I would conclude, therefore, that you would save 61-MB per domain by sharing a single database across all domains; plus 8-MB per domain per backup. So, if you were to carry a running total of 100 backups online at a time, at $1 per month per Gigabyte of storage, the cost savings of using a shared database, instead of one database per domain, would come to $6 per month. But, if ever you have to spend a week of 16-hour days trying to extract a site's tables from a shared database, or undo some other complication caused by your choice to share domains in one database, and if you figure your time is worth $50 dollars an hour, it would take your client 75 years to break even. And if you had to do that on your own time, you would surely agree with the following.

I would recommend that you Not share databases across domains, particularly not when the domains are for separate business clients.

Final database note: It has been that suggested that using a single database might be a benefit in the case where a web-host limits your number of databases. From personal experience, I encourage you to shop carefully before you settle on a contract with any shared hosting service. Taking BlueHost as an example, I had been using their least expensive hosting plan, which was advertised as having 'unlimited storage, bandwidth, and databases'. But then after some years into our happy relationship, my sites were shut down because I had surpassed a 1000-database-table limit. I was able to quickly remedy that sad situation, however, by deleting several of my test-case sites (not knowing how to operate Locally), so that my number of Drupal 7 sites numbered not more than seven.

Time.

The real benefit of Drupal 8 multi-site configurations is in its potential to save you time and effort in development, and maintenance.

Updating all of your sites each time Drupal Core has an update, as for example from version 8.0.0 to 8.0.1, is done more easily with a multi-site setup, because you only have to update a single set of Drupal Core files in one codebase.

News flash: I just watched the video recommend at this page top, and I learned something new; just now. Whereas manually updating Drupal, including the backup first, takes me an average of an hour per site, if I were using Drush the update process would take less than 2-minutes. So, actually, learning Drush might be a better use of my limited time on this Earth, rather than pursuing this right now. Sorry to bail on you.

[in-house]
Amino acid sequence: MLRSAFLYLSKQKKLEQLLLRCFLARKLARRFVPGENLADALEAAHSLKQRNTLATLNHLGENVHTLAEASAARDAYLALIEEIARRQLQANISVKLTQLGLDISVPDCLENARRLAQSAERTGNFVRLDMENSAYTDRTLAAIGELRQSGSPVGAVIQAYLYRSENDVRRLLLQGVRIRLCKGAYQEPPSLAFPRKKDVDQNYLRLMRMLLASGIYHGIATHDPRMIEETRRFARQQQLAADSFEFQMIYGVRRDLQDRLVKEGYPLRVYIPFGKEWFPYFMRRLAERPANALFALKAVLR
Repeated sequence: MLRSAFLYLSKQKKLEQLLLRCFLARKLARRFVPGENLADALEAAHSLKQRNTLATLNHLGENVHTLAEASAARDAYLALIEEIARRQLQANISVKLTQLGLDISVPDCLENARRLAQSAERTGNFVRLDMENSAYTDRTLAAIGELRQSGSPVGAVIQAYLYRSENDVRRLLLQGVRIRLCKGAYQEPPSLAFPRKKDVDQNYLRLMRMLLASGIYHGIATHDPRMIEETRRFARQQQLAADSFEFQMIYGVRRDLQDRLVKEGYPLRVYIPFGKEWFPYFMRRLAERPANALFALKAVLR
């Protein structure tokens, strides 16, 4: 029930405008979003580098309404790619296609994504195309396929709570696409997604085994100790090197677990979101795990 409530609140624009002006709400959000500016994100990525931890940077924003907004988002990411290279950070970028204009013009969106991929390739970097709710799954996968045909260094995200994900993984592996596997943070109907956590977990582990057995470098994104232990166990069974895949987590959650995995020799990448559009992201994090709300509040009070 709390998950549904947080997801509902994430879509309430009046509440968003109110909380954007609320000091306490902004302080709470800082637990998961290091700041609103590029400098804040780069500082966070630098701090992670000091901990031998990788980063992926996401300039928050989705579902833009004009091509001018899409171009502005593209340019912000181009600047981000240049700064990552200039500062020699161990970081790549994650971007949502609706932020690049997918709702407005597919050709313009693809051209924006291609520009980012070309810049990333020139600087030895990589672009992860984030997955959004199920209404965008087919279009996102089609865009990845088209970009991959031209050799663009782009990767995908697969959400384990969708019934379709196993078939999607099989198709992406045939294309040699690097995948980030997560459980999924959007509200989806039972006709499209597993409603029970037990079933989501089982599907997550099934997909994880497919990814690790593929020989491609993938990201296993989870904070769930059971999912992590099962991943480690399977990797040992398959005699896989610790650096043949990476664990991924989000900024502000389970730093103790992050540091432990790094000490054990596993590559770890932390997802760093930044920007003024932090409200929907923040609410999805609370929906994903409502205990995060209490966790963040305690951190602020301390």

Yes, a multi-site setup would save you time, however, you have to learn how to actually do it. Unfortunately, I cannot tell you how long it will take you to learn even the basics, and not because I have any doubt about any average person's ability to follow a simple set of steps to do it. It is just that I have never seen a step-by-step, mouse-click by mouse-click, keystoke-by-keystroke guide, or anything even close, which attempts to thoroughly explain in detail to beginners how to do it, and which anticipates the expected stumbling blocks along the way. You see, I myself do not know how to do it. But if my seven years of experience at drupal.org have taught me anything, it has taught me that I could expect to figure it out if I kept at it, so long as I kept my search setting at Google at 100 results a page for a page or two or three. I wouldn't take me forever; let's say, um, ..what year is it now .... I wish you all the best, and hope if you figure it out that you will take time to precisely detail the steps on this page for setting up a multi-site Drupal 8. You gotta figure that for every hour you could have saved if someone had detailed it for you first, by your detailing on this page what you learned, you will easily be saving a thousand individuals that hour, at least, over the next ten years of D8's lifetime. And that way the first five comments on this page will not continue to grow in-kind. Thanking you in advance for your help for the poor newbie to come.